Their strength. "The Lord," whom he had called "my strength" (Psalms 28:7), he now calls "their strength;" so wholly identified is his cause with that of his people.

He is the saving strength - literally, the strength of saving deliverances. In saving his anointed king, God saves the people over whom He has anointed him (Psalms 18:50; cf. Psalms 28:9).


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Bibliography
Jamieson, Robert, D.D.; Fausset, A. R.; Brown, David. "Commentary on Psalms 28:8". "Commentary Critical and Explanatory on the Whole Bible - Unabridged". http://odl.studylight.org/commentaries/jfu/psalms-28.html. 1871-8.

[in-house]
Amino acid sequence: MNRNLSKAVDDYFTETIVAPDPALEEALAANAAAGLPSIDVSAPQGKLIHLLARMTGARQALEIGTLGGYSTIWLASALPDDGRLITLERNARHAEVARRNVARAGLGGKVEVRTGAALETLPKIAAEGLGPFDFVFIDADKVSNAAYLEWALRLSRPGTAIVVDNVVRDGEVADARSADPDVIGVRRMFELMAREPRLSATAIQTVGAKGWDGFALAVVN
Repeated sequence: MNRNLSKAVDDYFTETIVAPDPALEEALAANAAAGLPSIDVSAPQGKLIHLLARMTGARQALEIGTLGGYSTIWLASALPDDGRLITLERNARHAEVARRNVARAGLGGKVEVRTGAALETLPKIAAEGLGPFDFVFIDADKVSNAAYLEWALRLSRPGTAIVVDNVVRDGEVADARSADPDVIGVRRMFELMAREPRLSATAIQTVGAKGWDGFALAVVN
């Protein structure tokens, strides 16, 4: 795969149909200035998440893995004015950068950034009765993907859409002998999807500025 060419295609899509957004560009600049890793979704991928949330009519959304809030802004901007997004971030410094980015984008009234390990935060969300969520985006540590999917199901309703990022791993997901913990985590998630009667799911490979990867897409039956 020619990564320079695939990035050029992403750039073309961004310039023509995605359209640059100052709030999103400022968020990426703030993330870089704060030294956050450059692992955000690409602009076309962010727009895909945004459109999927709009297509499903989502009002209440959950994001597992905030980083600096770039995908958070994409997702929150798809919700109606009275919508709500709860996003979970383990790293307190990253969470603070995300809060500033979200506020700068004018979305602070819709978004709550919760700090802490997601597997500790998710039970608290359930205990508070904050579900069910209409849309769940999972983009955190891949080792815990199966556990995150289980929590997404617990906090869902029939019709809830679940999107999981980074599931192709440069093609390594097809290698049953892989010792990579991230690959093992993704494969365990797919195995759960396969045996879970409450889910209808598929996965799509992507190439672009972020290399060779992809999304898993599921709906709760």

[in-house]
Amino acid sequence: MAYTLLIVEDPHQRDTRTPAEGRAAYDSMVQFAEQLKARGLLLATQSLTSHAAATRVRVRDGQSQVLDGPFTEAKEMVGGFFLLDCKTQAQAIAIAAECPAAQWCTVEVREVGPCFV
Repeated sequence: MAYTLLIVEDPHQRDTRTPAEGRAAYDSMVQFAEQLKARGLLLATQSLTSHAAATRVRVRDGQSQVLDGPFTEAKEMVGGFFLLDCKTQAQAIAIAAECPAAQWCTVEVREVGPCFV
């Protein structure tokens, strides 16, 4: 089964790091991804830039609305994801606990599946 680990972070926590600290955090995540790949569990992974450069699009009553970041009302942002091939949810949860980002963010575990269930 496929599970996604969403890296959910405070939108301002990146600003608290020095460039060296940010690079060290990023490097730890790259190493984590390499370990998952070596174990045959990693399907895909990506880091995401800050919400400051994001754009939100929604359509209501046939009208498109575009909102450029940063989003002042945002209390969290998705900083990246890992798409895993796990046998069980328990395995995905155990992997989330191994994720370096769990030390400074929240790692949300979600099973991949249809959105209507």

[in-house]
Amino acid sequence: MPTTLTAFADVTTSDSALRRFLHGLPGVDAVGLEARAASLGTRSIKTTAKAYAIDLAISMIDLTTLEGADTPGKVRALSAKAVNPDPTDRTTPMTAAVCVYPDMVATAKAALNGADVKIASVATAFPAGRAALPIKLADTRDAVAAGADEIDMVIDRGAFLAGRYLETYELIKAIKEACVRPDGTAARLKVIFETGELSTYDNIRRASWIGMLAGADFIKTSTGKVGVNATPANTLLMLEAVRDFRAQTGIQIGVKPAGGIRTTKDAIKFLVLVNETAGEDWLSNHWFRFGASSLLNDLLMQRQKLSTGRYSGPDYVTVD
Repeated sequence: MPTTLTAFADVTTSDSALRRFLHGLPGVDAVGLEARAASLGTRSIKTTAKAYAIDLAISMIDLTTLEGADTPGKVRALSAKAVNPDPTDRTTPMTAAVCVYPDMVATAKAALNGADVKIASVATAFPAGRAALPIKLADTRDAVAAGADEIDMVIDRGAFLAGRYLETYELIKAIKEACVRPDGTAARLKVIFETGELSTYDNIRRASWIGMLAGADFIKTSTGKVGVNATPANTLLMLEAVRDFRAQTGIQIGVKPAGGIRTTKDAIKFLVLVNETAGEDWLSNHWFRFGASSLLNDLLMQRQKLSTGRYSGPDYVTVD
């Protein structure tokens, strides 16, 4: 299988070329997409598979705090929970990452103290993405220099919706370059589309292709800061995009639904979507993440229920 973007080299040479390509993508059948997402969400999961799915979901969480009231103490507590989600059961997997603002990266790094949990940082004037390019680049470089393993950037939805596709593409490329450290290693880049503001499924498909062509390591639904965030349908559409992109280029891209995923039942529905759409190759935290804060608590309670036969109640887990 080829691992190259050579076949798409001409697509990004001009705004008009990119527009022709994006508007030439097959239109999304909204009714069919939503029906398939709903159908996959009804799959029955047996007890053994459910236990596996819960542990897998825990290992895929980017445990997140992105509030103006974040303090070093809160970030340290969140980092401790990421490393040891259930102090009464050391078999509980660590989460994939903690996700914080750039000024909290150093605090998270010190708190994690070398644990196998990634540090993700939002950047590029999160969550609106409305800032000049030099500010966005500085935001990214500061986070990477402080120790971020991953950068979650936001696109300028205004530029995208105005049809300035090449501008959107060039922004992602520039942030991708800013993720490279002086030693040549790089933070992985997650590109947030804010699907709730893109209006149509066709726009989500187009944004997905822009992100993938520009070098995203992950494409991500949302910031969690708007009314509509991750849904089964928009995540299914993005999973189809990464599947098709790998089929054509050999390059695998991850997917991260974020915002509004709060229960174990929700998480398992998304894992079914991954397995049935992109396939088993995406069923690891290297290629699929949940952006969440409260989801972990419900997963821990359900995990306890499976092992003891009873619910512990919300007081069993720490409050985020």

Ellicott's Commentary for English Readers

(8) Their strength—i.e., the strength of His people, who are throughout in the poet’s thought, even if it is the individual and not the community that speaks. The LXX. and Vulg. read (comp. Psalms 29:11) “to his people.”

Saving strength.—Better, stronghold of salvation. (See margin.)


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Bibliography
Ellicott, Charles John. "Commentary on Psalms 28:8". "Ellicott's Commentary for English Readers". http://odl.studylight.org/commentaries/ebc/psalms-28.html. 1905.

Treasury of Scripture Knowledge

The LORD is their strength, and he is the saving strength of his anointed.
their
or, his. saving strength. Heb. strength of salvations. his.
2:2; 20:6; 1 Samuel 16:13; Isaiah 61:1

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Bibliography
Torrey, R. A. "Commentary on Psalms 28:8". "The Treasury of Scripture Knowledge". http://odl.studylight.org/commentaries/tsk/psalms-28.html.